The player that played the lowest number card will go first and may perform the special action located on the card. Special actions range from extra movement, knocking down opponents, starting fires or calling for reinforcements, to name a few. Both players have identical ‘1’ cards, as they allow the player to reshuffle their deck once it is in play. On the other hand, the ‘9’ card offers no special ability.
Typically, once a card has been played and until it is returned to the player’s hand, it is left face up and available for the opponent to see so they can base their next decision(s) off of what information is available.
So we have established that the lower number card gets the special action, but what does the higher number card do? The difference between the cards is the amount of basic action points the higher card player is granted. So if someone plays a ‘2’ and another player plays a ‘6’, the ‘2’ card player gets to perform the special action on the card while the ‘6’ player gets four action points to use, as the difference between ‘2’ and ‘6’ is four.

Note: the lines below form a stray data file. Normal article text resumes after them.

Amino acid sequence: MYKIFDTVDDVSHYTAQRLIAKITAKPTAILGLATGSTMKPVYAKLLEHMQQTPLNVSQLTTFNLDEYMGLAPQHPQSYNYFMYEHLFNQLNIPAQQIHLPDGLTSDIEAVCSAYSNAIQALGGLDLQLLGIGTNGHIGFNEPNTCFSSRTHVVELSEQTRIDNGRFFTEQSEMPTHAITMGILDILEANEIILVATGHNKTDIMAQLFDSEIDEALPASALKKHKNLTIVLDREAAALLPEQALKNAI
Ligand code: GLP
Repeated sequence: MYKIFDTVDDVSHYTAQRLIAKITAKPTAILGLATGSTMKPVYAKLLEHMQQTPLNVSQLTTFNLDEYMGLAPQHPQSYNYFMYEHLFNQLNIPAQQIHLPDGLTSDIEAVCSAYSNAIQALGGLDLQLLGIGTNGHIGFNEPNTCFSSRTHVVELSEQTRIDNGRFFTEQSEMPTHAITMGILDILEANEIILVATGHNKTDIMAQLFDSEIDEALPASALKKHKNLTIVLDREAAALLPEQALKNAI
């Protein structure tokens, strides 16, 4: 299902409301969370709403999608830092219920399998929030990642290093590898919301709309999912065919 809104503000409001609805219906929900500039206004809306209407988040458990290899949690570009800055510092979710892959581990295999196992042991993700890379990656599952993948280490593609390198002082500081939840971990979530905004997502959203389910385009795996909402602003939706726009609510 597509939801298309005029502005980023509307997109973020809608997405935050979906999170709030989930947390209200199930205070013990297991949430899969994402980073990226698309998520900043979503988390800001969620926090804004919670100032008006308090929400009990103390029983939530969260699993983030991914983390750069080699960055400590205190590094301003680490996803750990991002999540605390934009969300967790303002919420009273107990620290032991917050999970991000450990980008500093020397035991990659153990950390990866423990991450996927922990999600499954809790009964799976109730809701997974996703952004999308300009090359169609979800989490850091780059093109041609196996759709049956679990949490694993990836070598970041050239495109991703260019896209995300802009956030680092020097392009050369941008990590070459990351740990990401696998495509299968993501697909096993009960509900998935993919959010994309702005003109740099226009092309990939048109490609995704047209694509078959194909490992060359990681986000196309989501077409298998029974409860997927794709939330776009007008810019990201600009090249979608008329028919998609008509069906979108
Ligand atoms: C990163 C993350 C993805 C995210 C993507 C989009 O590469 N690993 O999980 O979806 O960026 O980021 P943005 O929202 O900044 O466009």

If both players play the same card, the actions cancel out and nothing happens; the next round begins. This continues until one side meets their victory conditions.
I liked the simultaneous card play. I liked the visible discard pile. I liked the unique themes for each side. I liked the miniatures. I liked the modular board. I liked the player aids. I loved that it was about dinosaurs. That cannot be stated enough. The rules are well written and everything is easy to understand and more importantly, makes sense thematically. You never have to wonder why you might do something with the actions you have available. The mother Raptor can hide and reappear like a stealthy Jurassic Park scene and the scientists can slow her down by using tranquilizers. Both sides seem balanced enough in the plays that we had.
Raptor combines luck and strategy as you never know what your opponent has up their sleeve. You are trying to outwit and outmaneuver your foe with each card play. As the game winds to a close, it’s typically a dead heat between the players as to who will fulfill their greed of capturing baby dinosaurs or who will amass a slew of scientist bodies.